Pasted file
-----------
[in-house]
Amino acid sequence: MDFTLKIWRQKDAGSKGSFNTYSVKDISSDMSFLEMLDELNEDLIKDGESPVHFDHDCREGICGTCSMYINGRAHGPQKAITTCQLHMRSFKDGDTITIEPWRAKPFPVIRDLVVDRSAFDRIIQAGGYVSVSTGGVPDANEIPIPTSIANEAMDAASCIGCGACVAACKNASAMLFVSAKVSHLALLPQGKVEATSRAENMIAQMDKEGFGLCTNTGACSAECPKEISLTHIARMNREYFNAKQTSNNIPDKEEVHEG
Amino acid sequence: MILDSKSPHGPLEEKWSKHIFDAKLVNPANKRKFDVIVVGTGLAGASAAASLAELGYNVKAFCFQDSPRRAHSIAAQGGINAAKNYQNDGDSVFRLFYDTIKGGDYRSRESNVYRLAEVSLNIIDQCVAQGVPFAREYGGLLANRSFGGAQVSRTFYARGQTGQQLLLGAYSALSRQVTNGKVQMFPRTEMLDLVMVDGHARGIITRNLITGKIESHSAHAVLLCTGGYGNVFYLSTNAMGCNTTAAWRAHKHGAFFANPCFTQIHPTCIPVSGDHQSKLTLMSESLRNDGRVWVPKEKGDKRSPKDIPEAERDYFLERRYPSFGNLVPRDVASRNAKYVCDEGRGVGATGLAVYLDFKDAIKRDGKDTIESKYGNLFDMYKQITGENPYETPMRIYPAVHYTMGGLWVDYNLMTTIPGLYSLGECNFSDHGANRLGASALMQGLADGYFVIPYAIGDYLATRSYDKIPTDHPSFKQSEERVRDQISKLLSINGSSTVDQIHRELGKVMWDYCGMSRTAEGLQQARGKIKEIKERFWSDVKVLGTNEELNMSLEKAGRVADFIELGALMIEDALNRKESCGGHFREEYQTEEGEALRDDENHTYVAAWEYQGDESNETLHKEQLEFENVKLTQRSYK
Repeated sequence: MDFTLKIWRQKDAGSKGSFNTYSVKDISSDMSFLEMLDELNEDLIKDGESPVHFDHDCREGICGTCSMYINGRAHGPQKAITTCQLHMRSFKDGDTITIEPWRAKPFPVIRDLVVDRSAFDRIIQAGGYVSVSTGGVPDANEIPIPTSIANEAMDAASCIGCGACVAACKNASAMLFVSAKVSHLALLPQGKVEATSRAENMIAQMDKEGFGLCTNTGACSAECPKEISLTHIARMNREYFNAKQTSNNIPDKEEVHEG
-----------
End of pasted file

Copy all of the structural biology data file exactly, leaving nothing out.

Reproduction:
[in-house]
Amino acid sequence: MDFTLKIWRQKDAGSKGSFNTYSVKDISSDMSFLEMLDELNEDLIKDGESPVHFDHDCREGICGTCSMYINGRAHGPQKAITTCQLHMRSFKDGDTITIEPWRAKPFPVIRDLVVDRSAFDRIIQAGGYVSVSTGGVPDANEIPIPTSIANEAMDAASCIGCGACVAACKNASAMLFVSAKVSHLALLPQGKVEATSRAENMIAQMDKEGFGLCTNTGACSAECPKEISLTHIARMNREYFNAKQTSNNIPDKEEVHEG
Amino acid sequence: MILDSKSPHGPLEEKWSKHIFDAKLVNPANKRKFDVIVVGTGLAGASAAASLAELGYNVKAFCFQDSPRRAHSIAAQGGINAAKNYQNDGDSVFRLFYDTIKGGDYRSRESNVYRLAEVSLNIIDQCVAQGVPFAREYGGLLANRSFGGAQVSRTFYARGQTGQQLLLGAYSALSRQVTNGKVQMFPRTEMLDLVMVDGHARGIITRNLITGKIESHSAHAVLLCTGGYGNVFYLSTNAMGCNTTAAWRAHKHGAFFANPCFTQIHPTCIPVSGDHQSKLTLMSESLRNDGRVWVPKEKGDKRSPKDIPEAERDYFLERRYPSFGNLVPRDVASRNAKYVCDEGRGVGATGLAVYLDFKDAIKRDGKDTIESKYGNLFDMYKQITGENPYETPMRIYPAVHYTMGGLWVDYNLMTTIPGLYSLGECNFSDHGANRLGASALMQGLADGYFVIPYAIGDYLATRSYDKIPTDHPSFKQSEERVRDQISKLLSINGSSTVDQIHRELGKVMWDYCGMSRTAEGLQQARGKIKEIKERFWSDVKVLGTNEELNMSLEKAGRVADFIELGALMIEDALNRKESCGGHFREEYQTEEGEALRDDENHTYVAAWEYQGDESNETLHKEQLEFENVKLTQRSYK
Repeated sequence: MDFTLKIWRQKDAGSKGSFNTYSVKDISSDMSFLEMLDELNEDLIKDGESPVHFDHDCREGICGTCSMYINGRAHGPQKAITTCQLHMRSFKDGDTITIEPWRAKPFPVIRDLVVDRSAFDRIIQAGGYVSVSTGGVPDANEIPIPTSIANEAMDAASCIGCGACVAACKNASAMLFVSAKVSHLALLPQGKVEATSRAENMIAQMDKEGFGLCTNTGACSAECPKEISLTHIARMNREYFNAKQTSNNIPDKEEVHEG